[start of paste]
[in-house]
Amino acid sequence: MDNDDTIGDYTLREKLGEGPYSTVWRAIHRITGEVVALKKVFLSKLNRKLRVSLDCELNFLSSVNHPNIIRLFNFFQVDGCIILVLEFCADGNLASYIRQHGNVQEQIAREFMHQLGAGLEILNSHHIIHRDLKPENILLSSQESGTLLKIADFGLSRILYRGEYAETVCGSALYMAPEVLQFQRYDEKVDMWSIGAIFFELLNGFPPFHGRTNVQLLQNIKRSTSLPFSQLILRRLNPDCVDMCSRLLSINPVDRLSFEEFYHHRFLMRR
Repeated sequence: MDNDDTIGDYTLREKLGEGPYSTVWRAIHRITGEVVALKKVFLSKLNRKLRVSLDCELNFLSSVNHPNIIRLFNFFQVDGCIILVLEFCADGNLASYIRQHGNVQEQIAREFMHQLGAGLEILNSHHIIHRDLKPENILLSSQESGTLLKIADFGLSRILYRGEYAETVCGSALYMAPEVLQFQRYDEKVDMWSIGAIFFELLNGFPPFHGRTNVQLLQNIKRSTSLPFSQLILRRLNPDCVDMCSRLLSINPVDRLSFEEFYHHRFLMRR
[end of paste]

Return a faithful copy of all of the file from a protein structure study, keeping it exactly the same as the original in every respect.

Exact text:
[in-house]
Amino acid sequence: MDNDDTIGDYTLREKLGEGPYSTVWRAIHRITGEVVALKKVFLSKLNRKLRVSLDCELNFLSSVNHPNIIRLFNFFQVDGCIILVLEFCADGNLASYIRQHGNVQEQIAREFMHQLGAGLEILNSHHIIHRDLKPENILLSSQESGTLLKIADFGLSRILYRGEYAETVCGSALYMAPEVLQFQRYDEKVDMWSIGAIFFELLNGFPPFHGRTNVQLLQNIKRSTSLPFSQLILRRLNPDCVDMCSRLLSINPVDRLSFEEFYHHRFLMRR
Repeated sequence: MDNDDTIGDYTLREKLGEGPYSTVWRAIHRITGEVVALKKVFLSKLNRKLRVSLDCELNFLSSVNHPNIIRLFNFFQVDGCIILVLEFCADGNLASYIRQHGNVQEQIAREFMHQLGAGLEILNSHHIIHRDLKPENILLSSQESGTLLKIADFGLSRILYRGEYAETVCGSALYMAPEVLQFQRYDEKVDMWSIGAIFFELLNGFPPFHGRTNVQLLQNIKRSTSLPFSQLILRRLNPDCVDMCSRLLSINPVDRLSFEEFYHHRFLMRR